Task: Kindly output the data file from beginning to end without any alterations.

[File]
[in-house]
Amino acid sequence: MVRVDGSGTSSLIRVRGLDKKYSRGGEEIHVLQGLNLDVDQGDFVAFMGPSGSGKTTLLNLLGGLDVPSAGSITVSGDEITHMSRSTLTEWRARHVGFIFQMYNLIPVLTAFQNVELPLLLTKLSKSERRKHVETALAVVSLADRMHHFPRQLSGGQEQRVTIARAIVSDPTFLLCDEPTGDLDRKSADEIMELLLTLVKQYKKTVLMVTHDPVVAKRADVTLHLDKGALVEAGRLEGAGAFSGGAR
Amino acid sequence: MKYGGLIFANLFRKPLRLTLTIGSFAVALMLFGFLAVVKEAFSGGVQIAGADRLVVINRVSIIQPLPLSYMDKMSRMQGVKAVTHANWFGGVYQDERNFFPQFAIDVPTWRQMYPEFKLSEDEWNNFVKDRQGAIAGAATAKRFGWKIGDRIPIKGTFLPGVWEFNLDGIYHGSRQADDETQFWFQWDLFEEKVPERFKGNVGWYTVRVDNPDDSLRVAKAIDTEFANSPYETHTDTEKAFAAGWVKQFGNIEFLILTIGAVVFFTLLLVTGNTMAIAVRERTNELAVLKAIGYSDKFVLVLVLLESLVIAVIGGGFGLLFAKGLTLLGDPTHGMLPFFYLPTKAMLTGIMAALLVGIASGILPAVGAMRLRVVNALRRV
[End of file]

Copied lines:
[in-house]
Amino acid sequence: MVRVDGSGTSSLIRVRGLDKKYSRGGEEIHVLQGLNLDVDQGDFVAFMGPSGSGKTTLLNLLGGLDVPSAGSITVSGDEITHMSRSTLTEWRARHVGFIFQMYNLIPVLTAFQNVELPLLLTKLSKSERRKHVETALAVVSLADRMHHFPRQLSGGQEQRVTIARAIVSDPTFLLCDEPTGDLDRKSADEIMELLLTLVKQYKKTVLMVTHDPVVAKRADVTLHLDKGALVEAGRLEGAGAFSGGAR
Amino acid sequence: MKYGGLIFANLFRKPLRLTLTIGSFAVALMLFGFLAVVKEAFSGGVQIAGADRLVVINRVSIIQPLPLSYMDKMSRMQGVKAVTHANWFGGVYQDERNFFPQFAIDVPTWRQMYPEFKLSEDEWNNFVKDRQGAIAGAATAKRFGWKIGDRIPIKGTFLPGVWEFNLDGIYHGSRQADDETQFWFQWDLFEEKVPERFKGNVGWYTVRVDNPDDSLRVAKAIDTEFANSPYETHTDTEKAFAAGWVKQFGNIEFLILTIGAVVFFTLLLVTGNTMAIAVRERTNELAVLKAIGYSDKFVLVLVLLESLVIAVIGGGFGLLFAKGLTLLGDPTHGMLPFFYLPTKAMLTGIMAALLVGIASGILPAVGAMRLRVVNALRRV